ome lawmakers seem to have forgotten about Barack Obama's mandate for change, said Mike Madden in Salon. Obama has had to go beyond the "normal political smooth-talking" and make a hard sales pitch to get Congress moving on his massive $775 billion economic stimulus plan. But it's not Republicans who are threatening to block him—it's fellow Democrats who think he's spending too much on tax cuts and not enough on creating jobs through public spending on roads, bridges, and other infrastructure.
There's a reason Obama's plan might go over better on the right than on the left, said Robert Kudlow in RealClearMarkets. The president-elect has revised his stimulus since the election—instead of just $100 billion in tax credits he's now offering $300 billion in tax cuts, including a big new piece for business. So it would be hard for conservatives to deny that Obama's plan is "pro-growth."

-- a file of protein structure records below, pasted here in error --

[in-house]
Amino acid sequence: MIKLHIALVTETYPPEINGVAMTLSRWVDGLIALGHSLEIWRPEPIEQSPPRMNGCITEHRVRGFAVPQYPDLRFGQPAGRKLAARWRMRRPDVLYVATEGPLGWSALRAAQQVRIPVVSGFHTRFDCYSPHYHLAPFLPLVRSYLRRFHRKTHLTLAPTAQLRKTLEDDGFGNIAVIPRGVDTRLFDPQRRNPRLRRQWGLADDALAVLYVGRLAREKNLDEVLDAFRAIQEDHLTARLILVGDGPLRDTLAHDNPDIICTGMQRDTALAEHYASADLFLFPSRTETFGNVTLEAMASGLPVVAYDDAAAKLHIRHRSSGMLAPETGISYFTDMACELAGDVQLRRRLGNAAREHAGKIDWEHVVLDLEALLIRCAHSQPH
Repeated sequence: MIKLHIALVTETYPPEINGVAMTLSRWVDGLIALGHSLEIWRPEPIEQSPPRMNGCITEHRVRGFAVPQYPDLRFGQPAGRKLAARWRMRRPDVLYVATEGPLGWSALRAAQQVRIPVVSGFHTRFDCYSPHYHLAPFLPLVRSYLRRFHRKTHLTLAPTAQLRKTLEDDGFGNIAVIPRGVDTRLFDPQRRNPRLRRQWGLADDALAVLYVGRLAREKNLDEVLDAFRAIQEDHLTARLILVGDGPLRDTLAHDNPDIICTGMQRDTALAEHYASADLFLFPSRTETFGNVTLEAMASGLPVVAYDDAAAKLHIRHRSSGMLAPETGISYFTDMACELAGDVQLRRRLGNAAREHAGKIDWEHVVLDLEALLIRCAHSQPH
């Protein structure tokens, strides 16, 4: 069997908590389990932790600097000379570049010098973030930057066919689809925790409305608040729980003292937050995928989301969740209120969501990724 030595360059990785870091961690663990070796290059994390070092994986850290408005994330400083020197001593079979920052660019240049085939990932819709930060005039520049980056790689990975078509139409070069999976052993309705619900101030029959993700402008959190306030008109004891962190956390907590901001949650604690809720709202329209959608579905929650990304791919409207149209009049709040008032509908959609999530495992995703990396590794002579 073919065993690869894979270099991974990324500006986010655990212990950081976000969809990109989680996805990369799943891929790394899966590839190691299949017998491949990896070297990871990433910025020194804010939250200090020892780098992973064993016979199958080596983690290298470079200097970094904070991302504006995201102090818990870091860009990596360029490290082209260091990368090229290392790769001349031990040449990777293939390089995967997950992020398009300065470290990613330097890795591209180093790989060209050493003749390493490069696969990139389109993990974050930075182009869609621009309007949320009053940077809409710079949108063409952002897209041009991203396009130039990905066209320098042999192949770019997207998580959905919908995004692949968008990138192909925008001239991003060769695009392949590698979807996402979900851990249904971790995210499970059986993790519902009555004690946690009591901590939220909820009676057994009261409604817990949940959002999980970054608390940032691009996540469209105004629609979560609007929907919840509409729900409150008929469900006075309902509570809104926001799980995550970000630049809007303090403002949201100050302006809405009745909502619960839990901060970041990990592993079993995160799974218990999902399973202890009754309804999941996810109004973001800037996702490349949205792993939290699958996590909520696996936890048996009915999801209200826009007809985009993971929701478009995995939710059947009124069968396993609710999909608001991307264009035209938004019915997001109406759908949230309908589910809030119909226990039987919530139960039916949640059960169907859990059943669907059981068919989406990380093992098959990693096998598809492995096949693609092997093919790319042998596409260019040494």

The business tax cuts are the first thing that should go, said Paul Krugman in The New York Times. Public spending is simply a far more effective tool for creating jobs in the near and long term. The nation needs a plan that will really jump-start the economy—not just one that will sail through Congress.
Although speed is definitely “of the essence,” said The Economist in an editorial. “The economy is in dreadful shape,” and wise folks all agree that something must be done, fast. But even though some Democrats would rather twist Obama’s arm to enact a new New Deal, Obama is so popular that he will probably enjoy a lengthy honeymoon and get what he wants from Congress.
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